January 25, 2009 | Did we hear the same speech? After hearing Obama's inaugural address the first time (live) and the second time (replayed during our quiet little inauguration celebration that night) I was ready to pronounce it near perfect in content, in delivery, in effect. To my chagrin, many pundits and speech mavens were less effusive in their praise.
While some complained that the speech didn't "soar" and "lacked poetry," I thought the serious tone and plain prose perfectly suited to the times. It was the speech of someone serious about governing in serious times. Of course, if the speech had been more poetic, high-flown if you will, those same people would have been dismissing it as airy, idealistic, and "just words."
Whereas some found the speech lacking a theme, I heard a powerful theme, powerfully stated: Change has come; we're going to do things differently. There was no doubt about the rebuke to Bush/Cheney:
The speech was a very stylish slap-down, and it warmed my heart that Bush and Cheney had to sit there and hear it. I think the phrase is "speaking truth to power." It's just too bad it couldn't have been done eight years ago.
In contrast to an era when the President exhorted us to "go shopping" in the face of disaster, Obama told us it is time to "pick ourselves up, dust ourselves off, and begin again the work of remaking America." Instead of self-indulgence and every-man-for-himself, Obama reminded us "that we have duties to ourselves, our nation and the world, duties that we do not grudgingly accept but rather seize gladly, firm in the knowledge that there is nothing so satisfying to the spirit, so defining of our character than giving our all to a difficult task." He called it the "price and the promise of citizenship."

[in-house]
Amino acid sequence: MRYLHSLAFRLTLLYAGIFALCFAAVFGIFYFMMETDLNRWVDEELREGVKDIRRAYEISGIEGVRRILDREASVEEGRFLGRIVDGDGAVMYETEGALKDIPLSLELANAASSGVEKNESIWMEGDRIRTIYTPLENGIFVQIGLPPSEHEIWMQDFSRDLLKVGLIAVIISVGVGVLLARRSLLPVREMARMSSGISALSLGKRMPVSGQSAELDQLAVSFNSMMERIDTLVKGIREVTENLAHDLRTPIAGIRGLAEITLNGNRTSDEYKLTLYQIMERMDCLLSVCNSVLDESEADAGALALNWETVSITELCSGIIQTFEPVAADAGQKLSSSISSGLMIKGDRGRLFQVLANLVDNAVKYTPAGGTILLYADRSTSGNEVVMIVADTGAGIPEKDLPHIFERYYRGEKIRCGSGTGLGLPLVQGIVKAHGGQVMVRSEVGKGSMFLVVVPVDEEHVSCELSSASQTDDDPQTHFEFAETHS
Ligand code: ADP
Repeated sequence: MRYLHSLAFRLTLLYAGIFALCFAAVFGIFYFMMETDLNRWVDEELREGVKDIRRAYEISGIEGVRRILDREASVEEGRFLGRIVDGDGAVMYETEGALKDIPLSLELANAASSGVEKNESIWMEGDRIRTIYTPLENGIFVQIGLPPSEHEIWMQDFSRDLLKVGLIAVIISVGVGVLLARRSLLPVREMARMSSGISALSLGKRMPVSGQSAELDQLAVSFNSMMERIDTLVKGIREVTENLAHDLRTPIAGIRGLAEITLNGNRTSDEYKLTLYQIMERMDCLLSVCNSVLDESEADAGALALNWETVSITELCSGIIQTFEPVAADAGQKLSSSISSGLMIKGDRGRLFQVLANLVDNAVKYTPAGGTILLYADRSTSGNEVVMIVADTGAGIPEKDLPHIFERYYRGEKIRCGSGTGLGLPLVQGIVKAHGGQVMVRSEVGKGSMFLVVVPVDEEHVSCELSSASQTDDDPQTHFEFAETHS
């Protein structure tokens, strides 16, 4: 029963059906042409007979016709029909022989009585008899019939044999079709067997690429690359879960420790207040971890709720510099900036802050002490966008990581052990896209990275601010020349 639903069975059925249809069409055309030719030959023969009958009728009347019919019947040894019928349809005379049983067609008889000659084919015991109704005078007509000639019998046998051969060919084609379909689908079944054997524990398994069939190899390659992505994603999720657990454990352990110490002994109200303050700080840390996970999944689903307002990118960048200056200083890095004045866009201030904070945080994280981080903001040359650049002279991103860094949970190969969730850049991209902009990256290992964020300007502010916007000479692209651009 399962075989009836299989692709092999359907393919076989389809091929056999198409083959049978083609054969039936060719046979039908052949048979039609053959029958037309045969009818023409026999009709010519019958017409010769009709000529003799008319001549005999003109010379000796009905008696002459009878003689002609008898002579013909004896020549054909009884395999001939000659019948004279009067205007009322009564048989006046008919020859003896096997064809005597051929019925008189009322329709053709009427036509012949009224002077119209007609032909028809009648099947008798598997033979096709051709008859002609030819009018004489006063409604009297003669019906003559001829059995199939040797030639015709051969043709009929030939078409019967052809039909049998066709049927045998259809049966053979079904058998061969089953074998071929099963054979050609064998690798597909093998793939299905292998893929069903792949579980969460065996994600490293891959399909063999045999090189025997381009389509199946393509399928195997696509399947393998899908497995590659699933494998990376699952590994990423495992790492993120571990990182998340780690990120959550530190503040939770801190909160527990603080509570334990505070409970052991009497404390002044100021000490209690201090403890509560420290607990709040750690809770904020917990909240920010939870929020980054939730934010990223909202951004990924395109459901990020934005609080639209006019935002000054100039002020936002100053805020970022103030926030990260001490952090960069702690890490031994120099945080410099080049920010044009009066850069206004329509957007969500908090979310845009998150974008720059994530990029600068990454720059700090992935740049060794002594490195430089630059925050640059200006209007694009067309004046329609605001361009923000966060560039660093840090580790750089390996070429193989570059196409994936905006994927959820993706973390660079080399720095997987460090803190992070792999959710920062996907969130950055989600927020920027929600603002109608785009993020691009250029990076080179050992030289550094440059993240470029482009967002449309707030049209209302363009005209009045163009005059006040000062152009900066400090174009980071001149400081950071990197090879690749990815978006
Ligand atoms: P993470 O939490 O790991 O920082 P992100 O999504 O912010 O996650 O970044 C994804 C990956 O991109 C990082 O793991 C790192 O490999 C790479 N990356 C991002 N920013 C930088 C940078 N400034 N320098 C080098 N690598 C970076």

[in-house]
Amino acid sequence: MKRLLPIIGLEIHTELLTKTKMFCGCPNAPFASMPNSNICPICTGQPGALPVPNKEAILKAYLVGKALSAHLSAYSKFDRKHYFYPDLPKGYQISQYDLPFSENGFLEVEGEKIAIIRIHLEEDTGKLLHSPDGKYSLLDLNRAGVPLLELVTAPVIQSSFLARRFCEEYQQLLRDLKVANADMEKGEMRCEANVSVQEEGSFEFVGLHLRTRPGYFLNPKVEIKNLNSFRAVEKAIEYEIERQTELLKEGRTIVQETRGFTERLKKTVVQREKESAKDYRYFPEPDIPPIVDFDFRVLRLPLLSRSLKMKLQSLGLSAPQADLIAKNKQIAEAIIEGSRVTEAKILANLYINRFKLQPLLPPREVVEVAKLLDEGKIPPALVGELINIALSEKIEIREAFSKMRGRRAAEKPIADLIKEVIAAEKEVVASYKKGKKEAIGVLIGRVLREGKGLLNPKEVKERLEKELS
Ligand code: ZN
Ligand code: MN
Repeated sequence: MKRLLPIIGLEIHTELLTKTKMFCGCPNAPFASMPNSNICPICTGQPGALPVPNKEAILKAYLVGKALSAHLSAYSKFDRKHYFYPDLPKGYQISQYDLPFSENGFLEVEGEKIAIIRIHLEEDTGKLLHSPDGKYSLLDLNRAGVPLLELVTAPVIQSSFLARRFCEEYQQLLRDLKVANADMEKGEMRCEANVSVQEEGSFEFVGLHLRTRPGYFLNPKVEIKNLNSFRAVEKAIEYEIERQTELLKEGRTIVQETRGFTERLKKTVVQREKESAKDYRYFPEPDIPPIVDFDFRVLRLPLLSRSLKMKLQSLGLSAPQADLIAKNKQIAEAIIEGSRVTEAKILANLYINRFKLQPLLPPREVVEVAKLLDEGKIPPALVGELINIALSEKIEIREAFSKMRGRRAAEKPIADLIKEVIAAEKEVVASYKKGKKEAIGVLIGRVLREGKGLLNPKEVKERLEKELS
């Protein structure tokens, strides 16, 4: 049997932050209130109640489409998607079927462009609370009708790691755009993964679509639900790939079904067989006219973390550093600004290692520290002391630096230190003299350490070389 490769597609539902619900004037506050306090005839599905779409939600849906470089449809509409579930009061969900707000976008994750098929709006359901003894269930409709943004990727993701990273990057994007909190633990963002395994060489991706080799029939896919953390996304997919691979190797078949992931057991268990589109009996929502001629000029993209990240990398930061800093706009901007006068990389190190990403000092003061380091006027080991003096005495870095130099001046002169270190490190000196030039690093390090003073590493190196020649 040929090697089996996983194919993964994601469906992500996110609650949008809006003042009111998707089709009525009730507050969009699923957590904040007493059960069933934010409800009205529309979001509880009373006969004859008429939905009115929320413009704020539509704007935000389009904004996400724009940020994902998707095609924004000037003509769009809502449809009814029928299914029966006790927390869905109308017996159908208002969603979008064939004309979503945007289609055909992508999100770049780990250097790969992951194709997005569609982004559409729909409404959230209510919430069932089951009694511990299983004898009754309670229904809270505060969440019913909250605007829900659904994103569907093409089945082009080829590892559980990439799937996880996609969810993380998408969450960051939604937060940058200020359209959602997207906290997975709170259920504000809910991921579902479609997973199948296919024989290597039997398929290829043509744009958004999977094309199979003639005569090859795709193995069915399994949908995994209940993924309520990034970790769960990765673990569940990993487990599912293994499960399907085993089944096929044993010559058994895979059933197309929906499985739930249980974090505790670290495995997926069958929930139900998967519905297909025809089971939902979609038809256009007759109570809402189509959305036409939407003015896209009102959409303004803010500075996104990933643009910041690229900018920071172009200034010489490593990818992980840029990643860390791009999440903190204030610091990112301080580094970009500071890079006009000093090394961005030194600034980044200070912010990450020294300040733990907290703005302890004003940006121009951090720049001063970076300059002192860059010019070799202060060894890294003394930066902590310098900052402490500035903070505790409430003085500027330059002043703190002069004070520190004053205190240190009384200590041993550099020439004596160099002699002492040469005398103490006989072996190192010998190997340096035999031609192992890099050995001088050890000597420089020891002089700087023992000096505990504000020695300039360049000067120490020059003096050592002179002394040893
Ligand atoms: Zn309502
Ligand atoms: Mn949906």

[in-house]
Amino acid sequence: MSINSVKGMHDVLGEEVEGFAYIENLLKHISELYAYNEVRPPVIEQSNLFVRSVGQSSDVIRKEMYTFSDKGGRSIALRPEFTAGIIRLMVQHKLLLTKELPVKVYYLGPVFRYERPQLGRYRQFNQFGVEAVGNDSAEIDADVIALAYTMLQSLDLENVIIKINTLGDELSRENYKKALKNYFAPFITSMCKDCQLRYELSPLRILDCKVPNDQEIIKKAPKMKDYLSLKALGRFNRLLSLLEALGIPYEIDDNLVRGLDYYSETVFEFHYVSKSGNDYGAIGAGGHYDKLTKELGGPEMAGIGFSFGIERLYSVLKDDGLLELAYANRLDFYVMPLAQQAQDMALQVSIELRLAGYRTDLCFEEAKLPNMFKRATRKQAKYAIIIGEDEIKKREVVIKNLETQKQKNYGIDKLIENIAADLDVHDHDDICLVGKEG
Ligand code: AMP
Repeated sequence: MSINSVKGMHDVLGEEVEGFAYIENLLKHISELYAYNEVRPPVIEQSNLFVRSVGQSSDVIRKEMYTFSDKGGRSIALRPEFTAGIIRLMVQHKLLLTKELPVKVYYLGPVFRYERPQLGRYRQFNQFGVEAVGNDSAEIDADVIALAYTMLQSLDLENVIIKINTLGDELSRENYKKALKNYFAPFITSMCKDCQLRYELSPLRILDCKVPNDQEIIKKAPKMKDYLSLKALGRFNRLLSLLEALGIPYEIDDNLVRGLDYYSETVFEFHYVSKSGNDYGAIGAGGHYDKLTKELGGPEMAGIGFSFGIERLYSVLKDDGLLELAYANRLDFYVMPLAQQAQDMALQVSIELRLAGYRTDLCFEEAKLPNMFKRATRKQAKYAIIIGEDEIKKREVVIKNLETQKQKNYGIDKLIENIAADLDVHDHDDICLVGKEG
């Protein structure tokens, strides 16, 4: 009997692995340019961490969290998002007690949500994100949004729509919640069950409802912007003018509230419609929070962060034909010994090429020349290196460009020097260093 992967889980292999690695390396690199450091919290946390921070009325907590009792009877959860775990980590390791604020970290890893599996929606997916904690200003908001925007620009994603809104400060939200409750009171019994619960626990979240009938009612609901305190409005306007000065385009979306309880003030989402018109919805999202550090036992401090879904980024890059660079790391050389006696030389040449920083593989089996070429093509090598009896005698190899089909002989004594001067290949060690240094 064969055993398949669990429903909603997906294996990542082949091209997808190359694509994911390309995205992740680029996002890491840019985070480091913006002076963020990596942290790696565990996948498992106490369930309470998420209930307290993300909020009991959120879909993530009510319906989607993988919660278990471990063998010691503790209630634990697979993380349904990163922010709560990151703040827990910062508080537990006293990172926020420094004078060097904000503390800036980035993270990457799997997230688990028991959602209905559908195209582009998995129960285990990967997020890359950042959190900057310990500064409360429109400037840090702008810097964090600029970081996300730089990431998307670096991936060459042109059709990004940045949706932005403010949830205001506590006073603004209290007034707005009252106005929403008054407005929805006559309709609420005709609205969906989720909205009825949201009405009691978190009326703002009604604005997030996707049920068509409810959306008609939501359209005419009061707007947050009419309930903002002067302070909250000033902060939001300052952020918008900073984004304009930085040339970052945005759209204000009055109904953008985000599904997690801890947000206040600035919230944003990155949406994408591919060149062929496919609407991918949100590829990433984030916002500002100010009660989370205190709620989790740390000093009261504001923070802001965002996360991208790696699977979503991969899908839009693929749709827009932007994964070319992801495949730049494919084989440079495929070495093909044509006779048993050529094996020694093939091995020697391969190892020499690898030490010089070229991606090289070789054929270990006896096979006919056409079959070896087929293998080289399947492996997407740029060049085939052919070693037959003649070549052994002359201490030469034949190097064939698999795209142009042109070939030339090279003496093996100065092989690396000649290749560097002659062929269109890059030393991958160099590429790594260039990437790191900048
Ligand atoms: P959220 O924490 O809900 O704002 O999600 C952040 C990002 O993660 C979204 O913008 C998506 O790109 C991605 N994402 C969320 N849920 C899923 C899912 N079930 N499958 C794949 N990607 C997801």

In contrast to the braying about the United States being "a Christian nation," Obama reminded us that we are "a nation of Christians and Muslims, Jews and Hindus, and nonbelievers." Sure, he started with "Christians" but by coupling them with "Muslims" — equating Muslims with Christians — and by ending the list with "nonbelievers," Obama recognized that freedom of religion includes the freedom not to believe. Hallelujah!
Instead of the usual laundry list of programs in so many inaugural speeches, Obama laid out the broader principles and policies that will shape his administration.
And, in one of the most artful passages of his speech, Obama acknowledged the historic and cultural significance of his inauguration with a quiet observation that "a man whose father less than 60 years ago might not have been served at a local restaurant can now stand before you to take a most sacred oath."
There's a reason that almost 2 million people packed themselves into the Mall to be present at Obama's inauguration: we're sick and tired of the Bush years, and we think there's hope that Obama can do things differently.
Every day, and in every way since his election, Obama has shown that he is all about governing. By contrast, Bush was all about power — how to get it, how to keep it, how to get more of it.
As for all those Republicans who are now suddenly born-again fiscal conservatives, I say they need to pull their heads out of the sand and realize they are on the wrong side of history.
Last updated on Jul 14, 2016